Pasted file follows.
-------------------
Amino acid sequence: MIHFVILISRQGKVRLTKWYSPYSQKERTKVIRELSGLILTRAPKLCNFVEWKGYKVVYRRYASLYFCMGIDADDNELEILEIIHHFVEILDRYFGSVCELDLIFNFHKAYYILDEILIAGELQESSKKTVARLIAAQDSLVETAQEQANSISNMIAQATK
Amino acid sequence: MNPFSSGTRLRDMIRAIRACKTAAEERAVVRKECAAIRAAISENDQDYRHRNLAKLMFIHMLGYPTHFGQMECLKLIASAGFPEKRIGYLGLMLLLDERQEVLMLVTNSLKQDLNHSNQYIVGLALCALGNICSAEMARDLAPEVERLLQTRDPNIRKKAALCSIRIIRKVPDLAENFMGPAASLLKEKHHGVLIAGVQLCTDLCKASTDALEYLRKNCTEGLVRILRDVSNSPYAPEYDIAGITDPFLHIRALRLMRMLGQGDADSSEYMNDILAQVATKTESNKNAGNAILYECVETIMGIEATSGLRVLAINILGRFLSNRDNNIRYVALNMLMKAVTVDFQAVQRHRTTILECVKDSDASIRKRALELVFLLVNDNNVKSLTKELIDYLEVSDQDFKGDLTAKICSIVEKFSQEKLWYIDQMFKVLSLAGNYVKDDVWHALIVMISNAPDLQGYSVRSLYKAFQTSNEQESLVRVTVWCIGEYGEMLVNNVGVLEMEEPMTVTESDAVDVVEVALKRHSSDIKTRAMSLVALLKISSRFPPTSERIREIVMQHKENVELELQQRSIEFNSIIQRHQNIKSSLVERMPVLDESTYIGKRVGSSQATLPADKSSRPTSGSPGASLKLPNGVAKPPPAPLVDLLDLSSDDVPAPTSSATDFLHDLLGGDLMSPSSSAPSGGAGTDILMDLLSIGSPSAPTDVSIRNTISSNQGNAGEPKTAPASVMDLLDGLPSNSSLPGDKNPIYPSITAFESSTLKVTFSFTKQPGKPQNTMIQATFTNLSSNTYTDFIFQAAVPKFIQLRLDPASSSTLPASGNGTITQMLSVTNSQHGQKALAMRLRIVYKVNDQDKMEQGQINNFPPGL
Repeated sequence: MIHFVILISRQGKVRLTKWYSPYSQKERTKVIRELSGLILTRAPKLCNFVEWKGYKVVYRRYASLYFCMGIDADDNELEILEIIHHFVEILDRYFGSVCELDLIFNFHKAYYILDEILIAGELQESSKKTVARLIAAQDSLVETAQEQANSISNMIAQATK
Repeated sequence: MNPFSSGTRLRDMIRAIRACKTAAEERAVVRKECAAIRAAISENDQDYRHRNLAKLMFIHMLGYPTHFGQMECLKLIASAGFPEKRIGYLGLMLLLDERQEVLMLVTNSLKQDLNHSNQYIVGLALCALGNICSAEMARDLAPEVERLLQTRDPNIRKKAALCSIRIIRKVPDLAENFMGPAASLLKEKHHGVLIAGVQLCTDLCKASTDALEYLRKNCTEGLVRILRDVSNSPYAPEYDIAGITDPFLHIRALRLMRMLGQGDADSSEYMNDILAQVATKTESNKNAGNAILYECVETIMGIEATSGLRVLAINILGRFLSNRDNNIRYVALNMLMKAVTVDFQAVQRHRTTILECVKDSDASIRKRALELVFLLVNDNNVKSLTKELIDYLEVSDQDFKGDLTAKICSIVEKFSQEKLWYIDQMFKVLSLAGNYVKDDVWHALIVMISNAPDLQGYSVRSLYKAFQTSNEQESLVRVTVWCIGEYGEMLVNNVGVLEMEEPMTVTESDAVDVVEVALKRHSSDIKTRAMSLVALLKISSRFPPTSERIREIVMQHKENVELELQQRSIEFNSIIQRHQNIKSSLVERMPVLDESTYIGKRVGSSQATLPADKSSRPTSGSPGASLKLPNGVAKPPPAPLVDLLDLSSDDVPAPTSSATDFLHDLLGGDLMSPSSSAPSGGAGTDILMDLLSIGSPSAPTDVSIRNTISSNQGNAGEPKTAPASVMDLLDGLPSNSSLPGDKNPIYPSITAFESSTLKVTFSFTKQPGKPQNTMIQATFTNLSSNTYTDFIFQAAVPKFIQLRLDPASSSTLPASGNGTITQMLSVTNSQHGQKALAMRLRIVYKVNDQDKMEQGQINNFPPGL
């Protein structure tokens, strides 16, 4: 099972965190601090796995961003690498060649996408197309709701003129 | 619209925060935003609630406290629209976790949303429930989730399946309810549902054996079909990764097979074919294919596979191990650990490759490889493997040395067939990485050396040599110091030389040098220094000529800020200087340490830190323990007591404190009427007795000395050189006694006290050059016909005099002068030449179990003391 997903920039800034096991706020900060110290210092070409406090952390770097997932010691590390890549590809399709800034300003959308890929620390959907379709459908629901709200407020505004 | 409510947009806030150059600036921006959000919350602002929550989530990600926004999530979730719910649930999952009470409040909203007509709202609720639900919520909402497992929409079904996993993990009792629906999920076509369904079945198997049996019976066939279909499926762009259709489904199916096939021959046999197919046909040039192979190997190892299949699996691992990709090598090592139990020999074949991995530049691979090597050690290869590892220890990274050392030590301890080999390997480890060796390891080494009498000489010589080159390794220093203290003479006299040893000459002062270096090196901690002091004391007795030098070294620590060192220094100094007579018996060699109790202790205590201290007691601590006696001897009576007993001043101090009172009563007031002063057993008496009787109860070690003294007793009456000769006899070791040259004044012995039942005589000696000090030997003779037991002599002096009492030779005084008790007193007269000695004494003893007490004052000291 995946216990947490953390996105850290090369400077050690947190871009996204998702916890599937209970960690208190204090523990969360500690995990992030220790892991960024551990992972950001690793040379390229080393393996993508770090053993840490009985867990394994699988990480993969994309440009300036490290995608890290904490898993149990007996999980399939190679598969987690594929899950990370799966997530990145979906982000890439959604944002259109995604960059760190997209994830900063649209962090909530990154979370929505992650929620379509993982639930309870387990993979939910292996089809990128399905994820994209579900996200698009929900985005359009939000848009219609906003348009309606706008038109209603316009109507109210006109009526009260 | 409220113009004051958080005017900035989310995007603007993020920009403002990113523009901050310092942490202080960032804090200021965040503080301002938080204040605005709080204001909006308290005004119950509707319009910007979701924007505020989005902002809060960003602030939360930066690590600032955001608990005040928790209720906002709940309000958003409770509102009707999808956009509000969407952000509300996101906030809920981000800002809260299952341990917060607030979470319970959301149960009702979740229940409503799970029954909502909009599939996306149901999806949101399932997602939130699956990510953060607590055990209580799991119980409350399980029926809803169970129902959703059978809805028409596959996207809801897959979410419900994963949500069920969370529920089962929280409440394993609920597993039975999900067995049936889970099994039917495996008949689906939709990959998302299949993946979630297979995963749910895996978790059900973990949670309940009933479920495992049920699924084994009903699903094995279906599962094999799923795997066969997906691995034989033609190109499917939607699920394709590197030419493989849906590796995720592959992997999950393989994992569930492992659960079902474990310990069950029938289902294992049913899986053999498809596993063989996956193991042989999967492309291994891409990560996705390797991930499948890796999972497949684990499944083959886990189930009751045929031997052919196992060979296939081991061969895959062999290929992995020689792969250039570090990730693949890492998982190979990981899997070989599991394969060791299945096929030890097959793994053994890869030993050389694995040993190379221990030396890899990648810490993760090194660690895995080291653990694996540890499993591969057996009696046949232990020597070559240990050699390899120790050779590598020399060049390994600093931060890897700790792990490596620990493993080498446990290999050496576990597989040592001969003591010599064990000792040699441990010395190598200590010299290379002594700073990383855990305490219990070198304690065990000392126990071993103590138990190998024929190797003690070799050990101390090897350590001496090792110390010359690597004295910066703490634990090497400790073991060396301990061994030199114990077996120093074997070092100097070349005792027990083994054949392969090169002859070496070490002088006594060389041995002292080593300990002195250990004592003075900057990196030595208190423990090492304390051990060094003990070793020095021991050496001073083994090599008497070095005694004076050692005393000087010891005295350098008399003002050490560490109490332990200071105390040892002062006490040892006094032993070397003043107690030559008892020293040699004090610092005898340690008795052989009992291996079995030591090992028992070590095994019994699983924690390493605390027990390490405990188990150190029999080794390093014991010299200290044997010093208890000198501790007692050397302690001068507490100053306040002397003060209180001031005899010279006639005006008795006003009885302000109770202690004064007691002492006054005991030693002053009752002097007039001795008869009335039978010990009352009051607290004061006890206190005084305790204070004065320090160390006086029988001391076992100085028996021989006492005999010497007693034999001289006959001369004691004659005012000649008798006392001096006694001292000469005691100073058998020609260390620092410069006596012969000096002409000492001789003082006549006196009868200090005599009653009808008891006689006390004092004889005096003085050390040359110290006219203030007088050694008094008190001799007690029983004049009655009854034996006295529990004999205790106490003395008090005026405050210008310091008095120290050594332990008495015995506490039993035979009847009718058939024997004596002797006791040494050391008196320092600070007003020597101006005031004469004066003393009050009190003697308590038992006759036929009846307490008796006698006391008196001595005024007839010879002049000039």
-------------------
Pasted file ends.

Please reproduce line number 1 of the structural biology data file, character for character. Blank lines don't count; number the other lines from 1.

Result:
Amino acid sequence: MIHFVILISRQGKVRLTKWYSPYSQKERTKVIRELSGLILTRAPKLCNFVEWKGYKVVYRRYASLYFCMGIDADDNELEILEIIHHFVEILDRYFGSVCELDLIFNFHKAYYILDEILIAGELQESSKKTVARLIAAQDSLVETAQEQANSISNMIAQATK